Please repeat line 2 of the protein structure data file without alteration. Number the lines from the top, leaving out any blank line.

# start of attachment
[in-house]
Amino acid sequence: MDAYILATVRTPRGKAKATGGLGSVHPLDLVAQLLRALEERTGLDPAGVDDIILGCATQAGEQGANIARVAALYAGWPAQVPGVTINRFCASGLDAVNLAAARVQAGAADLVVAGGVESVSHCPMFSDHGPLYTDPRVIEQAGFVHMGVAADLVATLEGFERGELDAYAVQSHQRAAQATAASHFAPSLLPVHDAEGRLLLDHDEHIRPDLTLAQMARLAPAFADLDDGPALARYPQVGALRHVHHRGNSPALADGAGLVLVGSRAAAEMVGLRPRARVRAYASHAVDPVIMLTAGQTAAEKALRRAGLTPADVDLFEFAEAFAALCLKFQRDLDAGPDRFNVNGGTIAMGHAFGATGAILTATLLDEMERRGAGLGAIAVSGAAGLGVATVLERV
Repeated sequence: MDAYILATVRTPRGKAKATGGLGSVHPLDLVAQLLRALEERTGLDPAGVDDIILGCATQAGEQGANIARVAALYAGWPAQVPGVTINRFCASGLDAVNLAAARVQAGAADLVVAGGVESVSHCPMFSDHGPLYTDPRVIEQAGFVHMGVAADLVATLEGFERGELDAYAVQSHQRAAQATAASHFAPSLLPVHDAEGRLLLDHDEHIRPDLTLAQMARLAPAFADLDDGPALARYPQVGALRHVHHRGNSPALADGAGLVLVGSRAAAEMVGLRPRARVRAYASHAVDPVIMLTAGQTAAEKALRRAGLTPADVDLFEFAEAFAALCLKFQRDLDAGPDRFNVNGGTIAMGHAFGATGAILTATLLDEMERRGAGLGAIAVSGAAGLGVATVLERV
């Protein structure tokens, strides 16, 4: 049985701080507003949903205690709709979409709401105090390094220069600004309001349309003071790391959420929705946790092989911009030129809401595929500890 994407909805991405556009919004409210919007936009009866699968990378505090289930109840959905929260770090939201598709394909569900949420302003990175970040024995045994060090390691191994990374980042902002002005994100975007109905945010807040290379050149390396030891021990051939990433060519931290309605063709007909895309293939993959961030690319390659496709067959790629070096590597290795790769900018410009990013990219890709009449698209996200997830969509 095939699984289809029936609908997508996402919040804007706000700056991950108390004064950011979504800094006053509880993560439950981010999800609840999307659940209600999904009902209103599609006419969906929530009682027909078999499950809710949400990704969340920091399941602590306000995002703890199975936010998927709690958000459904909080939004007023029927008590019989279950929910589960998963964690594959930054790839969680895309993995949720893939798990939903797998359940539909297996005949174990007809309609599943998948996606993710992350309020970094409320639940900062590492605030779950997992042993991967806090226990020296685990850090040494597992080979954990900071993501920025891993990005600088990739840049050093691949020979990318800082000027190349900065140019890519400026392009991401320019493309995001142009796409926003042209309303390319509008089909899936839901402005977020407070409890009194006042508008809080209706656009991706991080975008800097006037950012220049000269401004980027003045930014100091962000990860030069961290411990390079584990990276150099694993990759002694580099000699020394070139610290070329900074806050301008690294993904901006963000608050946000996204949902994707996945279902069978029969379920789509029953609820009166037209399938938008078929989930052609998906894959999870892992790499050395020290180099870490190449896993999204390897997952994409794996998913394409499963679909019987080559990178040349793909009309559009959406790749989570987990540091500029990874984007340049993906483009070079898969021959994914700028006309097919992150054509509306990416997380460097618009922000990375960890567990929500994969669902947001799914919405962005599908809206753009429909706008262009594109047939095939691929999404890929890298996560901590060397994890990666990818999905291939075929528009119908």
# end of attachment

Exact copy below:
Amino acid sequence: MDAYILATVRTPRGKAKATGGLGSVHPLDLVAQLLRALEERTGLDPAGVDDIILGCATQAGEQGANIARVAALYAGWPAQVPGVTINRFCASGLDAVNLAAARVQAGAADLVVAGGVESVSHCPMFSDHGPLYTDPRVIEQAGFVHMGVAADLVATLEGFERGELDAYAVQSHQRAAQATAASHFAPSLLPVHDAEGRLLLDHDEHIRPDLTLAQMARLAPAFADLDDGPALARYPQVGALRHVHHRGNSPALADGAGLVLVGSRAAAEMVGLRPRARVRAYASHAVDPVIMLTAGQTAAEKALRRAGLTPADVDLFEFAEAFAALCLKFQRDLDAGPDRFNVNGGTIAMGHAFGATGAILTATLLDEMERRGAGLGAIAVSGAAGLGVATVLERV